• An investigation into “farm to table” restaurants and farmers markets in Tampa, Florida found that many of the allegedly locally-produced items used by restaurants or sold in farmers markets were not, in fact, local (think: “Florida crab” actually from the Indian Ocean).  Interest from consumers in eating locally may be driving this dishonest behavior. 
     
  • Risa Lavizzo-Mourey, president and CEO of the Robert Wood Johnson Foundation, co-authored a USA Today piece on the black-white health equity gap.

 

Innovative Models and Technology

  • Cleveland Clinic, CVS, and American Well are partnering to bring telehealth into the mainstream. CVS clinic patients will now have access to Cleveland Clinic doctors via telehealth at pilot CVS locations in Ohio.  
     
  • Naked Labs has released what it calls “the world’s first 3D fitness tracker.”  The system uses a scale, turntable, and cameras to capture your entire body, and calculate your body fat percentage.  The goal of the tool, according to its creator, is to help motivate individuals who may not see changes on the scale after exercising, but who nevertheless are getting positive benefits in terms of muscle tone or other changes.  The tracker is available for pre-order for $500.
     
  • A group of diabetes patients created a mobile platform for helping other diabetes patients continuously monitor their blood glucose levels from multiple devices.  The result was Project Nightscout, and open-source community that is using the data from this platform to move the needle on type 1 diabetes (including creating an artificial pancreas).

 

Clean Labels and Safe Products

  • Strawberries and apples topped the “Dirty Dozen” list of produce with most pesticides, released this week by the Environmental Working Group.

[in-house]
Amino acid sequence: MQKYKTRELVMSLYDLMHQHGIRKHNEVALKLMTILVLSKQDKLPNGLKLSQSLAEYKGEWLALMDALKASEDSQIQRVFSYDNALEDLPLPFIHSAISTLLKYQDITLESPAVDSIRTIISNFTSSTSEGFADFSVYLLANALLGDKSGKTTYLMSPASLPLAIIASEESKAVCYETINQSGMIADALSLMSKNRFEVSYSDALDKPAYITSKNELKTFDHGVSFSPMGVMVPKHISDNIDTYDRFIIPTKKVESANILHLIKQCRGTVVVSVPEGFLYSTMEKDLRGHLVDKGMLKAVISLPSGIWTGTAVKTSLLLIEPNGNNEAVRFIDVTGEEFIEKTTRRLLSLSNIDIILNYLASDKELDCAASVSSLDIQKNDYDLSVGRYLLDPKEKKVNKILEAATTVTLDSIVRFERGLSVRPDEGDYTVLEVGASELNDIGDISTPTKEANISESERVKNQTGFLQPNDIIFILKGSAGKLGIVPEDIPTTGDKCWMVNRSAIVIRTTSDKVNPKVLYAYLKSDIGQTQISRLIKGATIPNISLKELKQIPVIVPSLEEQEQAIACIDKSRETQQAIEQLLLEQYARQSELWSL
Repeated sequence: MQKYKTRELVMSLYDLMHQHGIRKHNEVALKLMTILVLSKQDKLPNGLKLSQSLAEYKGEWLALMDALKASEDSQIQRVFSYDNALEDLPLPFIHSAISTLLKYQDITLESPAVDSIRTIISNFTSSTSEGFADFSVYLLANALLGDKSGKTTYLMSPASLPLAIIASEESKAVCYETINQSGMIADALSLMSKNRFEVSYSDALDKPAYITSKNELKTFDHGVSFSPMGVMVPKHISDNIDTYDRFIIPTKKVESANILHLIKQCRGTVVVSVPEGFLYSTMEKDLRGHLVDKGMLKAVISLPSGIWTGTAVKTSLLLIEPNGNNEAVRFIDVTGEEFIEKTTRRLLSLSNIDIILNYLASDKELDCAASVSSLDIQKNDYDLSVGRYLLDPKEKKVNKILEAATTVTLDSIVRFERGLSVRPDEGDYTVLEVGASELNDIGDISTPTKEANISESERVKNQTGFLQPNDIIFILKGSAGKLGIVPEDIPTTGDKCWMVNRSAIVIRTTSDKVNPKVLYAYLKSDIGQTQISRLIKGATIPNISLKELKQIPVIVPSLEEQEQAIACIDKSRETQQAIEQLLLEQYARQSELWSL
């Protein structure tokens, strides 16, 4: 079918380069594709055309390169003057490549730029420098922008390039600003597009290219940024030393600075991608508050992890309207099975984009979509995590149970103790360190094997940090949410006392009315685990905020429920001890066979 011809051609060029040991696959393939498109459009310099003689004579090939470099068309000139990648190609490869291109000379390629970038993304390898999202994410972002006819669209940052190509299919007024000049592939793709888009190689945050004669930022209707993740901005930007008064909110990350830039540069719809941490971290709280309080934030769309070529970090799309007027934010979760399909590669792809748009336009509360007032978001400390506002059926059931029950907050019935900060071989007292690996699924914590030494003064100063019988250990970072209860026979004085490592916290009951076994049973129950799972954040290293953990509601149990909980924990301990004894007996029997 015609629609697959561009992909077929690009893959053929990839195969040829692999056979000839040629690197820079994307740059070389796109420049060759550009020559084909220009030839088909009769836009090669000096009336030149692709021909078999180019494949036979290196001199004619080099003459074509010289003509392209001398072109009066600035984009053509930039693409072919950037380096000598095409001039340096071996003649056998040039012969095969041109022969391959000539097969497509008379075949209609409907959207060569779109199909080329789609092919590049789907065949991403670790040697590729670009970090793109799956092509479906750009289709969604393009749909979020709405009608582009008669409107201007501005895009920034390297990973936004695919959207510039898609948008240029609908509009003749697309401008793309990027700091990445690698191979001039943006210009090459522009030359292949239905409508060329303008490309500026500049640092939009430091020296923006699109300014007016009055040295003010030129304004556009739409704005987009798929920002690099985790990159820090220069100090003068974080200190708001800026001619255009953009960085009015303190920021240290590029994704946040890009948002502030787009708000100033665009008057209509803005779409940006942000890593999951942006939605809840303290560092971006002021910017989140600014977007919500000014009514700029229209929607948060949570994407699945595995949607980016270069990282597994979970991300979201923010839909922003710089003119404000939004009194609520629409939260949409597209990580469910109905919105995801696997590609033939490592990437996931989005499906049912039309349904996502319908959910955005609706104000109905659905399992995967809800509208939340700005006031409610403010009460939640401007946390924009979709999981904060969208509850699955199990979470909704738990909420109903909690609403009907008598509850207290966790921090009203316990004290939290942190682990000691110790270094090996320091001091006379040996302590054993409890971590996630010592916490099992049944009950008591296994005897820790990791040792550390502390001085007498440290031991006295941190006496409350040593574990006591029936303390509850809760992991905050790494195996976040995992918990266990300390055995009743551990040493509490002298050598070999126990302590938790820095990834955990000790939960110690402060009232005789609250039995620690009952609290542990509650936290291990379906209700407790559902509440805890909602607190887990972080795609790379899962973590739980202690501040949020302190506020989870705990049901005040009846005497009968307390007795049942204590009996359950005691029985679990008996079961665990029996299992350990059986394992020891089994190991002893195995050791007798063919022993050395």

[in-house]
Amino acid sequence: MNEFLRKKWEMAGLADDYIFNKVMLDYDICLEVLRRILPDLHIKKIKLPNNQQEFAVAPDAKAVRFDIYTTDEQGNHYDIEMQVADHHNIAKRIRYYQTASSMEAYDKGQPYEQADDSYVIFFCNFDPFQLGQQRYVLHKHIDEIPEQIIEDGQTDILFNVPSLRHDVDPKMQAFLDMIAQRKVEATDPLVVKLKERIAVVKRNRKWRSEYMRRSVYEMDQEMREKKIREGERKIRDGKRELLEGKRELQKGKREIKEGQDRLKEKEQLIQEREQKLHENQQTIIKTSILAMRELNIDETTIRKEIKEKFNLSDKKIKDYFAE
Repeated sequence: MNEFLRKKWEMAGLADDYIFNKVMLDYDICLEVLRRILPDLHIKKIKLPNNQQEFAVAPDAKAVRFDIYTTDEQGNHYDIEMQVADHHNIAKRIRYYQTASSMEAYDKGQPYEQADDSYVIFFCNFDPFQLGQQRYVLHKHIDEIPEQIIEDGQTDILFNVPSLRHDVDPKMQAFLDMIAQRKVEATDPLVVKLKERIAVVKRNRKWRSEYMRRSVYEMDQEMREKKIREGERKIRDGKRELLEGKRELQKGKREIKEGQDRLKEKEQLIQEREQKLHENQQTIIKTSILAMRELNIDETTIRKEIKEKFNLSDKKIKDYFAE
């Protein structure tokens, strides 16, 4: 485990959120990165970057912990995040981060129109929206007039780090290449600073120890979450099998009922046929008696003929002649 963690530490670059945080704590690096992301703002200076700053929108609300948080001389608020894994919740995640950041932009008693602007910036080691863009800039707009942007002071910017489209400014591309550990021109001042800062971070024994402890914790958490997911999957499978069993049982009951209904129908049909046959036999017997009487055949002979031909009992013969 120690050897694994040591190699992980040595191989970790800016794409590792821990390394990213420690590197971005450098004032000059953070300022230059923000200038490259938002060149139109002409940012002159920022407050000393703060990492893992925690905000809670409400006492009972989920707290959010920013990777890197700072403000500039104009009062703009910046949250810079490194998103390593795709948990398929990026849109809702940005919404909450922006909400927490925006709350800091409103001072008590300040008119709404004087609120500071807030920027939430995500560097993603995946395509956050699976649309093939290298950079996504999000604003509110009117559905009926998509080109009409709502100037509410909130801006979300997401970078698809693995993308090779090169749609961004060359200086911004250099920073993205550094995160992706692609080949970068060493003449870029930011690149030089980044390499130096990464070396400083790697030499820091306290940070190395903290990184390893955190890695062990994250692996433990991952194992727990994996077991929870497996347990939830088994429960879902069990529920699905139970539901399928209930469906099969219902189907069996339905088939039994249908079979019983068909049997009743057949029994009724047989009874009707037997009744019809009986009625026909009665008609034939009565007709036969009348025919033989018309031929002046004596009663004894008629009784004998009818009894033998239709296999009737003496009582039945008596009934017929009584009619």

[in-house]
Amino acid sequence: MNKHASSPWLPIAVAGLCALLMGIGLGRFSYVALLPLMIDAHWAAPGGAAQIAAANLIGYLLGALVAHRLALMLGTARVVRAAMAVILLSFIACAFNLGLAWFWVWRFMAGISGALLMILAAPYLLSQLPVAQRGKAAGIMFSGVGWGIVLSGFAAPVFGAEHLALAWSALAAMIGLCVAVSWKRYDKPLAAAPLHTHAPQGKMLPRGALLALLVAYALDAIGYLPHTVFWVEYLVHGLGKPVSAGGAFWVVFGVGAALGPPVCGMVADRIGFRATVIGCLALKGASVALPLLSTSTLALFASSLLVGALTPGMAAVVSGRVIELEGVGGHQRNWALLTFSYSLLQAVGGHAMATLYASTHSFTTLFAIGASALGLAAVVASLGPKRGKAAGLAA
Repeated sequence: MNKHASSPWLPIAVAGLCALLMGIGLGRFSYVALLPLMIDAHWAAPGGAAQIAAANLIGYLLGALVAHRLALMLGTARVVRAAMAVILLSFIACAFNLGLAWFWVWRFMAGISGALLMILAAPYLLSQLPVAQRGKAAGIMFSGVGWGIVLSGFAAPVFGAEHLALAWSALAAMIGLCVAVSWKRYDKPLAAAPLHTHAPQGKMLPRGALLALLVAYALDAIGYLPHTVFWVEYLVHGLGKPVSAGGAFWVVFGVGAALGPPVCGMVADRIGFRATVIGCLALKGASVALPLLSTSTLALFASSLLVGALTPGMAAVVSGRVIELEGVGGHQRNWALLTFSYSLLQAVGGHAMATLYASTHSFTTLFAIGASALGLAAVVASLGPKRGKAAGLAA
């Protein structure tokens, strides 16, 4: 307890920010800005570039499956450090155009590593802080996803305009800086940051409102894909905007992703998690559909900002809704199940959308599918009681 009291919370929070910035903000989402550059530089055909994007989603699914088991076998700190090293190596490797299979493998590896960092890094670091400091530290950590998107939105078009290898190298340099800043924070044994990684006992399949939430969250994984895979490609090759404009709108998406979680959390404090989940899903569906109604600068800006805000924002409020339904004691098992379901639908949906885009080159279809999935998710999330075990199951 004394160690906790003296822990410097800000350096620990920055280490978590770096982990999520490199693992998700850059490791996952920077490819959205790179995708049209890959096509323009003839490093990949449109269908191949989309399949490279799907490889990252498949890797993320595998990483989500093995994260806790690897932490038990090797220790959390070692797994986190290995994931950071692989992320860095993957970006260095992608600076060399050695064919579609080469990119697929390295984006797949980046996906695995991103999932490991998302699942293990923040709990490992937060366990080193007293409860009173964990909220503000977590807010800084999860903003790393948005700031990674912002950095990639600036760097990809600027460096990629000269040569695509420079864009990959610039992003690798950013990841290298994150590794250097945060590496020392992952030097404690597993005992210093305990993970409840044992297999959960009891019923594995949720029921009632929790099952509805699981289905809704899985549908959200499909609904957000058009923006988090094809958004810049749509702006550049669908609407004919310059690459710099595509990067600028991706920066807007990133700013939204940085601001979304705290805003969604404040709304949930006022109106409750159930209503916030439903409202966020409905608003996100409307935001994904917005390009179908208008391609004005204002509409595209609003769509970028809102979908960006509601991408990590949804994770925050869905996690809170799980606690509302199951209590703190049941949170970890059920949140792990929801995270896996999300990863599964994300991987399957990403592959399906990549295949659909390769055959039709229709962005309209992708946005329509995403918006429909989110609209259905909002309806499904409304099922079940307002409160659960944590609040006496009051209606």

• Ortho, a division of Scotts Miracle-Gro, announced they will stop using a type of chemicals, called neonics, believed to harm bees.  Declining bee populations are a source of concern for many environmentalists, who point out the important role that the pollinators play in our food supply.
     
  • Fast food, in addition to being high in fat and sodium, may contain more phthalates-- chemicals associated with higher  blood pressure, diabetes, and allergic diseases in children.

 

Philanthropy in Action

  • New Balance has launched a “School Shoe Make-over” contest, in partnership with Tufts University/Child Obesity 180.  K-6 schools who enter the New Balance Billion Mile Race and track their student’s walking/running have the opportunity to win the grand prize (New Balance shoes for the entire school-- up to 1,000 pairs).  200 runner-up schools will receive New Balance water bottles. The contest runs throughout the month of April.
     
  • Three Arizona schools will receive $100,000 state-of-the-art fitness centers from the National Fitness Champion campaign, as part of the National Foundation for Governors’ Fitness Councils, AZ Governor Doug Ducey announced this week. The Governor’s Fitness Councils hopes to scale the program nationally over the next few years; prizes are funded via partnerships with Coke, Nike, the CareMore Foundation, TuffStuff Fitness, and others.
     
  • Under Armour, along with the Cal Ripken Foundation, funded development of a multi-sport field in Washington, DC, very close to the W/A offices.  Named after National’s player Ryan Zimmerman, the field will be used for soccer, baseball, and other sports, and will be home to Capitol Hill Little League.